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Let $Df$ be a distributional derivative of the a differentiable function $f:\mathbb R\to\mathbb R$. This implies, in particular, that $Df$ is a linear continuous functional on the space of test functions $\mathcal{D}(\mathbb R)$. By definition, $Df$ can be identified with a a function $g:\mathbb R\to\mathbb R$ iff$$\langle Df,\phi\rangle=(g,\phi)\equiv\int_{\mathbb R} \phi(x)g(x)dx\qquad\qquad\qquad\qquad g(x)\phi(x)dx\qquad\qquad\qquad\qquad \quad(1)$$for all $\phi\in\mathcal{D}(\mathbb R)$. If such $g$ exists, it is unique (up to its modifications on a measure zero measure-zero set). Now, we want to know when $g$ exists and is equal to

So the classical derivative question is: given a differentiable function $f'$ of f$, when does (1) hold with$f$.g=f'$?

• First, in order for the r.h.s. of integral in (1) to be finite for all $\phi\in\mathcal{D}(\mathbb R)$,In other words, the function $f$ should have bounded variation on all finite intervals $[a,b]\in\mathbb [a,b]\subset\mathbb R$. Note, that $f'$ is always measurable so (2) simply means that the derivative is not too "large".wildly unbounded.

• Condition (2) is necessary but not sufficient. If $f$ is of bounded variation then by Lebesgue's decomposition theorem it can be written as the $$f=f_{ac}+f_{sing}$$ where $f_{ac}$ is absolutely continuous and $f_{sing}$ is a step function. The example in Rudin's book shows . Indeed, the measure that if $d\mu(x)=|f'(x)|dx$ may fail to be absolutely continuous with respect f_{sing}$does not vanish then we cannot integrate by parts to the Lebesgue measure$dx$. This is get the case when identity$d\mu$has jumps, e.g. check out the singular measure determined by Cantor's function as Willie suggested)$\int_{\mathbb R} f'(x)\phi(x)dx=-\int_{\mathbb R} f(x)\phi'(x)dx\qquad\qquad\qquad(3)$$and (1) also fails. • Finally, if f is absolutely continuous on \mathbb R (i.e. f=f_{ac}) then Df can be identified with f' as Rudin explains (roughly speaking, one can justify the integration by parts in (3) and get (1) with g=f' in this case). This is a necessary and sufficient condition. • 1 Let me try to answer the question how I understand it (basically, just to expand a bit on the comments by Harald and Willie). Let Df be a distributional derivative of the differentiable function f:\mathbb R\to\mathbb R. This implies, in particular, that Df is a linear continuous functional on the space of test functions \mathcal{D}(\mathbb R). By definition, Df can be identified with a a function g:\mathbb R\to\mathbb R iff$$\langle Df,\phi\rangle=(g,\phi)\equiv\int_{\mathbb R} \phi(x)g(x)dx\qquad\qquad\qquad\qquad \quad(1)$$for all \phi\in\mathcal{D}(\mathbb R). If such g exists, it is unique (up to its modifications on a measure zero set). Now, we want to know when g exists and is equal to the classical derivative f' of f. • First, in order for the r.h.s. of (1) to be finite for all \phi\in\mathcal{D}(\mathbb R), the function g=f' must be locally integrable on \mathbb R in the sense of Lebesgue, i.e.$$\int\limits_{a}^{b}|g(x)|dx=\int\limits_{a}^{b}|f'(x)|dx < \infty, \quad \forall a,b\in\mathbb R.\qquad(2) In other words, the function $f$ should have bounded variation on all finite intervals $[a,b]\in\mathbb R$. Note, that $f'$ is always measurable so (2) simply means that the derivative is not too "large".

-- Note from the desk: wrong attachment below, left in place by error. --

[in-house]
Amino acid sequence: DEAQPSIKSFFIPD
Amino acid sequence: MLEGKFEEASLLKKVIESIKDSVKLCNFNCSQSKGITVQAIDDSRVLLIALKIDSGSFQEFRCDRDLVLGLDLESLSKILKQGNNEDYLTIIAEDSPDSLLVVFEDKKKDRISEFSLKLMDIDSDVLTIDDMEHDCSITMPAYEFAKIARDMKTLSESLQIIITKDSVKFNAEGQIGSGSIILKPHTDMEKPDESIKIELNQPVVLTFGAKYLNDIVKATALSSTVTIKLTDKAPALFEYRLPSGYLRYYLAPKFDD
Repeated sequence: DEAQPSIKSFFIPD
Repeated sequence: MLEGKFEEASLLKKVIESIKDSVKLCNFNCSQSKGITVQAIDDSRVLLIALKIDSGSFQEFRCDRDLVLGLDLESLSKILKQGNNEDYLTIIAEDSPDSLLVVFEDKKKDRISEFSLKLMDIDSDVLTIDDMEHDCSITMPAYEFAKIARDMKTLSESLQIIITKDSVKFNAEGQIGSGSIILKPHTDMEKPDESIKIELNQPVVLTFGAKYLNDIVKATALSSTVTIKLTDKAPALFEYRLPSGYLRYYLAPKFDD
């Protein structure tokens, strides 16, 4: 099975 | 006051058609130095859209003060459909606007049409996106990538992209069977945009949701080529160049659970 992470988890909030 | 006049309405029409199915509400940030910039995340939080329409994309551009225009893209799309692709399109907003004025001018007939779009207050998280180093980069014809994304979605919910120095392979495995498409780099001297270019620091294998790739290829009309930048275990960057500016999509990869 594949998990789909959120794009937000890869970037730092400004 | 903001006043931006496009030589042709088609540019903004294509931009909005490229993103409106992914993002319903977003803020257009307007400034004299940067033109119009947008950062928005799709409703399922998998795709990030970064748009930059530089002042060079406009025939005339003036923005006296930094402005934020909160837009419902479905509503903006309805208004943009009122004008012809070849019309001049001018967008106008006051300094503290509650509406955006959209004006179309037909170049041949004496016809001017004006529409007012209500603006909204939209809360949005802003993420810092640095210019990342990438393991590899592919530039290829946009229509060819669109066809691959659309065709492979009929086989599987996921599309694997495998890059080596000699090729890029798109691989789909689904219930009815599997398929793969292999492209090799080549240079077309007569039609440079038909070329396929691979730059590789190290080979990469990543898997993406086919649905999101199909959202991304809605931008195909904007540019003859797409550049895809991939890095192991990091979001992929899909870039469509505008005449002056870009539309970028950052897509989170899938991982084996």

• Condition (2) is necessary but not sufficient as the example in Rudin's book shows. Indeed, the measure $d\mu(x)=|f'(x)|dx$ may fail to be absolutely continuous with respect to the Lebesgue measure $dx$. This is the case when $d\mu$ has jumps, e.g. check out the singular measure determined by Cantor's function as Willie suggested).

• Finally, if $f$ is absolutely continuous on $\mathbb R$ then $Df$ can be identified with $f'$ as Rudin explains (roughly speaking, one can justify the integration by parts in (1) in this case). This is a necessary and sufficient condition.